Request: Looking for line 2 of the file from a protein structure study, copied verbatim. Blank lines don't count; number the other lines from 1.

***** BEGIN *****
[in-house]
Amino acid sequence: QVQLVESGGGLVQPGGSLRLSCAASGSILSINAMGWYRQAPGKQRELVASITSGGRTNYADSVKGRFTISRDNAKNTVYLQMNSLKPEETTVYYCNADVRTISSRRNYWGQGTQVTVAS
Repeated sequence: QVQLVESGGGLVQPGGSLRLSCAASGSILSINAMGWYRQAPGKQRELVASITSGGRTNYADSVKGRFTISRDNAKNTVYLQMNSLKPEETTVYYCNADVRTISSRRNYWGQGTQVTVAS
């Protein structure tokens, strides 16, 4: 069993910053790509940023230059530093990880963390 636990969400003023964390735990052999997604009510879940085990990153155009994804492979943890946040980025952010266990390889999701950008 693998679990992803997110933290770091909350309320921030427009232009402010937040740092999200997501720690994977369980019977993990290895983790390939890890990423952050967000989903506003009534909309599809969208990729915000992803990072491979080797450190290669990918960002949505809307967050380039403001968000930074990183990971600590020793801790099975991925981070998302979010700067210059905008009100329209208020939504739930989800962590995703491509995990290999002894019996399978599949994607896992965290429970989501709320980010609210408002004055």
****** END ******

Amino acid sequence: QVQLVESGGGLVQPGGSLRLSCAASGSILSINAMGWYRQAPGKQRELVASITSGGRTNYADSVKGRFTISRDNAKNTVYLQMNSLKPEETTVYYCNADVRTISSRRNYWGQGTQVTVAS